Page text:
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A proposed class-action lawsuit contends Subaru of America failed to tell consumers about an oil-consumption problem in its most popular models.

The suit claims the vehicles "prematurely burn off and/or consume abnormal and excessive amounts of engine oil" and alleges Cherry Hill-based Subaru has refused to fix the problem, saddling some customers with steep repair bills.

The suit seeks to represent buyers of 2011-14 Foresters, the 2013 Legacy and 2013 Outback, all with 2.5-liter "Boxer" engines; and the 2012-13 Impreza and 2013 Crosstrek, with 2-liter "Boxer" engines.

It says customers would not have bought the Subaru vehicles "or would have paid substantially less for them" if they'd known of the defect. Customers also have to "constantly replenish (and pay for) engine oil ... at an unreasonably rapid pace."

It said some customers have paid $8,000 to Subaru dealers to repair the oil problem, and that drivers also face expenses for related problems, such as damage to vehicles' oxygen sensors, catalytic converters and sparkplugs.

The suit also asserts the alleged problem is a safety hazard, because engines potentially could fail "at any time and under any driving condition or speed." It cites no instances of injuries or accidents due to oil issue.

The suit, filed Wednesday in federal court in Camden, also names Subaru's parent company, Fuji Heavy Industries Ltd. of Tokyo.

A Subaru spokesman said the firm is aware of the lawsuit.

"While we believe the oil consumption of our vehicles to be within acceptable levels, we continually work to reduce the amount of consumable goods, such as oil, that our vehicles require to operate," said company spokesman Michael McHale.

"We have also worked with customers on this issue," he said in a statement.

The suit was filed on behalf of Keith Yaeger, a California man who owns a 2014 Forester, and Michael Schuler, a Florida man who says he traded in his 2013 Outback at a loss due to the oil problem.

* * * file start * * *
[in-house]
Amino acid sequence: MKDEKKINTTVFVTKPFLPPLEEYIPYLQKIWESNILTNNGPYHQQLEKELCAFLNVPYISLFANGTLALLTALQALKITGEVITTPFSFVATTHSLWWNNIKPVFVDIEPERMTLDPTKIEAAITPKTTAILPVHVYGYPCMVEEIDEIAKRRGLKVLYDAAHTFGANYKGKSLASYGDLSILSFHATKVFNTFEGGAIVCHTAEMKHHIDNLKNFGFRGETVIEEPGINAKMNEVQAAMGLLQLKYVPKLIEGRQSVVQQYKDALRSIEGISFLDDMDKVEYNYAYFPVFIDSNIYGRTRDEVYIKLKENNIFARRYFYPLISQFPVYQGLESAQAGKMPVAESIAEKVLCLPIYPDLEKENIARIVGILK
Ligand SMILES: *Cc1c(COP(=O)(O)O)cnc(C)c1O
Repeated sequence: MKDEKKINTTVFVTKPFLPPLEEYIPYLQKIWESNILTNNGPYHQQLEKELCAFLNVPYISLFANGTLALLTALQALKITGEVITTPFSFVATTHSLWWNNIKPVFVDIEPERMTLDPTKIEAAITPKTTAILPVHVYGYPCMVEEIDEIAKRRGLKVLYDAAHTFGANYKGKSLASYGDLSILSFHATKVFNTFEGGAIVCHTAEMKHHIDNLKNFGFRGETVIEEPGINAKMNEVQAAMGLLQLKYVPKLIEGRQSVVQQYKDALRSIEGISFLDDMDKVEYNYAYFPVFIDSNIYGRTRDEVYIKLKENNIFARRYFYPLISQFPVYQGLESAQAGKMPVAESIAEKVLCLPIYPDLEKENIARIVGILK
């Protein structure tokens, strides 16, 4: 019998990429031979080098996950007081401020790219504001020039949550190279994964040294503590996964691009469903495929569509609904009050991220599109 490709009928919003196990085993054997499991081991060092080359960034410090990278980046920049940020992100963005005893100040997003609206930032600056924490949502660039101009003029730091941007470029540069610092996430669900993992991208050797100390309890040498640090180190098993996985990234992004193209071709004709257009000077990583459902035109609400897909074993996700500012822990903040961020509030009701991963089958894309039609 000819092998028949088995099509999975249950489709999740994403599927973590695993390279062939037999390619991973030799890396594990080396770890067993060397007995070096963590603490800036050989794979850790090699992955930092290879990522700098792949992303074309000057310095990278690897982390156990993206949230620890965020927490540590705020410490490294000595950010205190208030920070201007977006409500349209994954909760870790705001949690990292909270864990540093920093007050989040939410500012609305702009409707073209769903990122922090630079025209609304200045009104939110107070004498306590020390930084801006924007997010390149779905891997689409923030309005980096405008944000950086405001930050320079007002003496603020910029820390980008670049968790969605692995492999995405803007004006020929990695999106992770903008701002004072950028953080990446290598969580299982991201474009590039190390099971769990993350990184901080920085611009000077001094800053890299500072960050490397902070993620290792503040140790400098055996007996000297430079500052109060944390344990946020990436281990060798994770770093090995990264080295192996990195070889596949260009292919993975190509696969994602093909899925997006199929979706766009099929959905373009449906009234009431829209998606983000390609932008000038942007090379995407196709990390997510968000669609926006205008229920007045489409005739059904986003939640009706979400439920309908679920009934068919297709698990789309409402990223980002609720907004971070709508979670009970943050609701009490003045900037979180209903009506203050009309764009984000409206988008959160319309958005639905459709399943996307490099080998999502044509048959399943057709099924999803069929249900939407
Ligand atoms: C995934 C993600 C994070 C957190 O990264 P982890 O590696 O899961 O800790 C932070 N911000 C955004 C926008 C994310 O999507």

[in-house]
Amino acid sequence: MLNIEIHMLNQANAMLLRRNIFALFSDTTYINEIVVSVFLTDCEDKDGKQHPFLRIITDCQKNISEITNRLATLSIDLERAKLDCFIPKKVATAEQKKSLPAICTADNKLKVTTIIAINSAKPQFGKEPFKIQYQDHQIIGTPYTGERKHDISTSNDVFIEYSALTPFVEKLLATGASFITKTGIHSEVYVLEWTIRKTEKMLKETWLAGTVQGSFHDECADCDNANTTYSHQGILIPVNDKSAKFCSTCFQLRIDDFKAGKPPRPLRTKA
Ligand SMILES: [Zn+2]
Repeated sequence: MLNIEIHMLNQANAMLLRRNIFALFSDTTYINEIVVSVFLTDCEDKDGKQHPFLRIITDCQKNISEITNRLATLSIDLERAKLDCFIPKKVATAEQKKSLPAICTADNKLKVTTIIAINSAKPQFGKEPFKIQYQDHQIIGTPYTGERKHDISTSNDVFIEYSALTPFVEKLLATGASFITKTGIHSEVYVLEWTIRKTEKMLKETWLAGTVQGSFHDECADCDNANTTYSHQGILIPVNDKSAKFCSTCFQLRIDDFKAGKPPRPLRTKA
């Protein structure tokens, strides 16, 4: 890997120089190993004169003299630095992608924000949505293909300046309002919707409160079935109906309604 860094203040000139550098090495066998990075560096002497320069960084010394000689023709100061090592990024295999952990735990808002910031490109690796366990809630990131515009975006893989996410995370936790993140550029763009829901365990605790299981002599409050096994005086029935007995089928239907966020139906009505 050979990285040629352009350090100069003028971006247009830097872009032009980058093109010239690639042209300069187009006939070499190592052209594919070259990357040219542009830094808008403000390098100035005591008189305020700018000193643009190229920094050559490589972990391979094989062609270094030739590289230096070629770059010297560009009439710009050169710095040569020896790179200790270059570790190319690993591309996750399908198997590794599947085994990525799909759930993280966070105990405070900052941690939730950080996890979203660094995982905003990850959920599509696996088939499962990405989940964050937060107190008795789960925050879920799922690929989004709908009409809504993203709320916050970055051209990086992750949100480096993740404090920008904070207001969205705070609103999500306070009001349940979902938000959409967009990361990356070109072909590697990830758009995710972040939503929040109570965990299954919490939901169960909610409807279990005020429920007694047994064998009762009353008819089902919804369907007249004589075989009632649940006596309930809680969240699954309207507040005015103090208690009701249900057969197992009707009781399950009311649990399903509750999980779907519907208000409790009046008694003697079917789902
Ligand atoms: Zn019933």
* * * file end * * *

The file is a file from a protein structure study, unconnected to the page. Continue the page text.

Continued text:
"Following an extensive investigation, we now look forward to litigating the case," said Matthew Schelkopf, a Haverford, Pennsylvania, attorney for the Subaru owners.

The lawsuit includes copies of complaints by Subaru owners to federal safety agencies. "The Internet is replete with examples of blogs and other websites where consumers have complained of the exact same oil consumption defect within the class (of) vehicles," it adds.

The suit says Subaru in September and December 2013 issued four "technical service bulletins" alerting dealers to complaints of excessive engine oil consumption. It says the company issued revised versions of those bulletins in May of this year.

The bulletins allegedly said the Subaru models "were experiencing abnormally high levels of engine oil consumption that warranted an intricate repair process to properly remedy," and identified "unanticipated wear of the oil control piston rings as the root cause of the oil consumption defect," the lawsuit added.

Based on the timing of the initial bulletins, the suit says, "Subaru both acknowledged the oil consumption defect and suggested a repair ... while all, or nearly all, of the (affected models) should still be covered under Subaru's powertrain warranty."

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